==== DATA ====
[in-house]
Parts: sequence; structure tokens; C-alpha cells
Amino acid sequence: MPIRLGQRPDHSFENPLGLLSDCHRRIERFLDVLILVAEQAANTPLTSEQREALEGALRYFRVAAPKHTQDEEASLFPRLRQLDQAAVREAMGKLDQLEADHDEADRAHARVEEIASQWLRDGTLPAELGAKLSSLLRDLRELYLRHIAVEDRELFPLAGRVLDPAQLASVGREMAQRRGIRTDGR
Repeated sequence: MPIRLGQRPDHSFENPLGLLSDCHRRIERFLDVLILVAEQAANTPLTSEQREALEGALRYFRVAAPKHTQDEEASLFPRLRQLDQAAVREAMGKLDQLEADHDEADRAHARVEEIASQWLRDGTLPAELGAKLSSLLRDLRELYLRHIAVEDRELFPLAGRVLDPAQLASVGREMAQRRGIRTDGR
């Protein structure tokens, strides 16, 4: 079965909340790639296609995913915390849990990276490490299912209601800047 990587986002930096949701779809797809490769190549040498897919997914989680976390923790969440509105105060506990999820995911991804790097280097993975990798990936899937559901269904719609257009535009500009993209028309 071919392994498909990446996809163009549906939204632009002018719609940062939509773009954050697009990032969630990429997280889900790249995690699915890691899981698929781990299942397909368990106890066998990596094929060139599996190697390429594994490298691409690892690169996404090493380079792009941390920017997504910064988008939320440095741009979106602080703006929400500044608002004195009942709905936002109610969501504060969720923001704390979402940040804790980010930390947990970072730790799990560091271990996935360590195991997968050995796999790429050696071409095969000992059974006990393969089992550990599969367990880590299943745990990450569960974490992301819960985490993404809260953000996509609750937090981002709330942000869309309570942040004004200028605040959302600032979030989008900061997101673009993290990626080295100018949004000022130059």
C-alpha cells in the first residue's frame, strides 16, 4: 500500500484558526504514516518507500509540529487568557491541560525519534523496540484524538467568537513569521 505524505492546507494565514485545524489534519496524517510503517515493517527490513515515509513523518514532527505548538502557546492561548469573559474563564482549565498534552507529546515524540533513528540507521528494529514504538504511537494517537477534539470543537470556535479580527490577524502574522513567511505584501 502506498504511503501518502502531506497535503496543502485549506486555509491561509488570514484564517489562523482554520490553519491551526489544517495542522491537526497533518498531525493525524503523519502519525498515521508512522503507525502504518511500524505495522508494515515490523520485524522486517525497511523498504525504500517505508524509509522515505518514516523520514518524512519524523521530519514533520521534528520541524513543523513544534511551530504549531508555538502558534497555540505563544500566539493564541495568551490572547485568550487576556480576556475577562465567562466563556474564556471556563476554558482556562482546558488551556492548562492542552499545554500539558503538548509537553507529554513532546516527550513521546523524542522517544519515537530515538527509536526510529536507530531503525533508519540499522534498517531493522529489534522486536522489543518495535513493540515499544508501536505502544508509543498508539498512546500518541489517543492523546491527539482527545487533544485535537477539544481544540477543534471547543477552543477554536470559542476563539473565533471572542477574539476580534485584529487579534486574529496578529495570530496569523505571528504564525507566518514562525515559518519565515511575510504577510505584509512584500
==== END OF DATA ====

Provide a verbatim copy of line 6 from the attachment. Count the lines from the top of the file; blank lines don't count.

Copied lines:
C-alpha cells in the first residue's frame, strides 16, 4: 500500500484558526504514516518507500509540529487568557491541560525519534523496540484524538467568537513569521 505524505492546507494565514485545524489534519496524517510503517515493517527490513515515509513523518514532527505548538502557546492561548469573559474563564482549565498534552507529546515524540533513528540507521528494529514504538504511537494517537477534539470543537470556535479580527490577524502574522513567511505584501 502506498504511503501518502502531506497535503496543502485549506486555509491561509488570514484564517489562523482554520490553519491551526489544517495542522491537526497533518498531525493525524503523519502519525498515521508512522503507525502504518511500524505495522508494515515490523520485524522486517525497511523498504525504500517505508524509509522515505518514516523520514518524512519524523521530519514533520521534528520541524513543523513544534511551530504549531508555538502558534497555540505563544500566539493564541495568551490572547485568550487576556480576556475577562465567562466563556474564556471556563476554558482556562482546558488551556492548562492542552499545554500539558503538548509537553507529554513532546516527550513521546523524542522517544519515537530515538527509536526510529536507530531503525533508519540499522534498517531493522529489534522486536522489543518495535513493540515499544508501536505502544508509543498508539498512546500518541489517543492523546491527539482527545487533544485535537477539544481544540477543534471547543477552543477554536470559542476563539473565533471572542477574539476580534485584529487579534486574529496578529495570530496569523505571528504564525507566518514562525515559518519565515511575510504577510505584509512584500